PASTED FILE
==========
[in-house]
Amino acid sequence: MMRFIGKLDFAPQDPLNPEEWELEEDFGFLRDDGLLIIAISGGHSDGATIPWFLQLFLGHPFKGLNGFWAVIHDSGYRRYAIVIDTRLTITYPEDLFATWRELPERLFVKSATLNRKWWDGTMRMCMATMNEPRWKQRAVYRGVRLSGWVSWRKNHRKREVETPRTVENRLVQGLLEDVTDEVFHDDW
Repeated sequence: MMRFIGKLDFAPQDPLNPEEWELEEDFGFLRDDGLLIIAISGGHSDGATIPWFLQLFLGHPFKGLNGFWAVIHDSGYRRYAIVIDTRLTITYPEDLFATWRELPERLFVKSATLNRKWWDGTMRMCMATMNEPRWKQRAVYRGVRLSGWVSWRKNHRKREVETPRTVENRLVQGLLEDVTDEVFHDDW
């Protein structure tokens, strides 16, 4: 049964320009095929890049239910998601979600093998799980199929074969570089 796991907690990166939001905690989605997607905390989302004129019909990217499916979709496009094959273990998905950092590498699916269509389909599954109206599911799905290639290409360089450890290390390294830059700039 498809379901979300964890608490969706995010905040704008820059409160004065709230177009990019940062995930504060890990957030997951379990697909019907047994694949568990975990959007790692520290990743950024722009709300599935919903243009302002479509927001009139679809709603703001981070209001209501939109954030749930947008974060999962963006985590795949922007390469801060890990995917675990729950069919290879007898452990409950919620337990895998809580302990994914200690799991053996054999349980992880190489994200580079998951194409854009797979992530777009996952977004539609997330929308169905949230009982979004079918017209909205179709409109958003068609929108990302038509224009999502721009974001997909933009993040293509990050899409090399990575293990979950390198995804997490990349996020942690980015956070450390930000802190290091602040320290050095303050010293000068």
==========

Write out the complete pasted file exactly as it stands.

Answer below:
[in-house]
Amino acid sequence: MMRFIGKLDFAPQDPLNPEEWELEEDFGFLRDDGLLIIAISGGHSDGATIPWFLQLFLGHPFKGLNGFWAVIHDSGYRRYAIVIDTRLTITYPEDLFATWRELPERLFVKSATLNRKWWDGTMRMCMATMNEPRWKQRAVYRGVRLSGWVSWRKNHRKREVETPRTVENRLVQGLLEDVTDEVFHDDW
Repeated sequence: MMRFIGKLDFAPQDPLNPEEWELEEDFGFLRDDGLLIIAISGGHSDGATIPWFLQLFLGHPFKGLNGFWAVIHDSGYRRYAIVIDTRLTITYPEDLFATWRELPERLFVKSATLNRKWWDGTMRMCMATMNEPRWKQRAVYRGVRLSGWVSWRKNHRKREVETPRTVENRLVQGLLEDVTDEVFHDDW
């Protein structure tokens, strides 16, 4: 049964320009095929890049239910998601979600093998799980199929074969570089 796991907690990166939001905690989605997607905390989302004129019909990217499916979709496009094959273990998905950092590498699916269509389909599954109206599911799905290639290409360089450890290390390294830059700039 498809379901979300964890608490969706995010905040704008820059409160004065709230177009990019940062995930504060890990957030997951379990697909019907047994694949568990975990959007790692520290990743950024722009709300599935919903243009302002479509927001009139679809709603703001981070209001209501939109954030749930947008974060999962963006985590795949922007390469801060890990995917675990729950069919290879007898452990409950919620337990895998809580302990994914200690799991053996054999349980992880190489994200580079998951194409854009797979992530777009996952977004539609997330929308169905949230009982979004079918017209909205179709409109958003068609929108990302038509224009999502721009974001997909933009993040293509990050899409090399990575293990979950390198995804997490990349996020942690980015956070450390930000802190290091602040320290050095303050010293000068």